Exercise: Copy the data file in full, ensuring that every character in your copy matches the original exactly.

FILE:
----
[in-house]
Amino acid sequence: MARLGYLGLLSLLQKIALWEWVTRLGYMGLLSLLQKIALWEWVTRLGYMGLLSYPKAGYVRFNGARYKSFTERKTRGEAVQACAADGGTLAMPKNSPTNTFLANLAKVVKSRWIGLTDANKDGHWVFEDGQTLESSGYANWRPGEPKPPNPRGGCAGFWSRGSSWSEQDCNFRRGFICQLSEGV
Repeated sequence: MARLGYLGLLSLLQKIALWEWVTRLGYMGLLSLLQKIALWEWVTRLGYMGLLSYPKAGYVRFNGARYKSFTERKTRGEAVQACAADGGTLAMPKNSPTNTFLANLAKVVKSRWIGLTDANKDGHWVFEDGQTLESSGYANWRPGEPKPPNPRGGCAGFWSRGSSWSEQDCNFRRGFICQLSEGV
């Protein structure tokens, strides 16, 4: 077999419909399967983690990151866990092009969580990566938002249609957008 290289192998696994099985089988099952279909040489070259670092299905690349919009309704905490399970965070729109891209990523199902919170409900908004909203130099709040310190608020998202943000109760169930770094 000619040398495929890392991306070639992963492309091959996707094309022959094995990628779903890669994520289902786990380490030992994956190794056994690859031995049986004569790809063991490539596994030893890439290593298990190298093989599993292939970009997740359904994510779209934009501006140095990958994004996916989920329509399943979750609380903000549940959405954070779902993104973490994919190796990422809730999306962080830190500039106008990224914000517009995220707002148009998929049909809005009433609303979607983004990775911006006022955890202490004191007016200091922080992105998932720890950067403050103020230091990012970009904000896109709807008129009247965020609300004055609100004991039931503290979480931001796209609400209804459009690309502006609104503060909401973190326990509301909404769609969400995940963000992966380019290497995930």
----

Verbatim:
[in-house]
Amino acid sequence: MARLGYLGLLSLLQKIALWEWVTRLGYMGLLSLLQKIALWEWVTRLGYMGLLSYPKAGYVRFNGARYKSFTERKTRGEAVQACAADGGTLAMPKNSPTNTFLANLAKVVKSRWIGLTDANKDGHWVFEDGQTLESSGYANWRPGEPKPPNPRGGCAGFWSRGSSWSEQDCNFRRGFICQLSEGV
Repeated sequence: MARLGYLGLLSLLQKIALWEWVTRLGYMGLLSLLQKIALWEWVTRLGYMGLLSYPKAGYVRFNGARYKSFTERKTRGEAVQACAADGGTLAMPKNSPTNTFLANLAKVVKSRWIGLTDANKDGHWVFEDGQTLESSGYANWRPGEPKPPNPRGGCAGFWSRGSSWSEQDCNFRRGFICQLSEGV
């Protein structure tokens, strides 16, 4: 077999419909399967983690990151866990092009969580990566938002249609957008 290289192998696994099985089988099952279909040489070259670092299905690349919009309704905490399970965070729109891209990523199902919170409900908004909203130099709040310190608020998202943000109760169930770094 000619040398495929890392991306070639992963492309091959996707094309022959094995990628779903890669994520289902786990380490030992994956190794056994690859031995049986004569790809063991490539596994030893890439290593298990190298093989599993292939970009997740359904994510779209934009501006140095990958994004996916989920329509399943979750609380903000549940959405954070779902993104973490994919190796990422809730999306962080830190500039106008990224914000517009995220707002148009998929049909809005009433609303979607983004990775911006006022955890202490004191007016200091922080992105998932720890950067403050103020230091990012970009904000896109709807008129009247965020609300004055609100004991039931503290979480931001796209609400209804459009690309502006609104503060909401973190326990509301909404769609969400995940963000992966380019290497995930």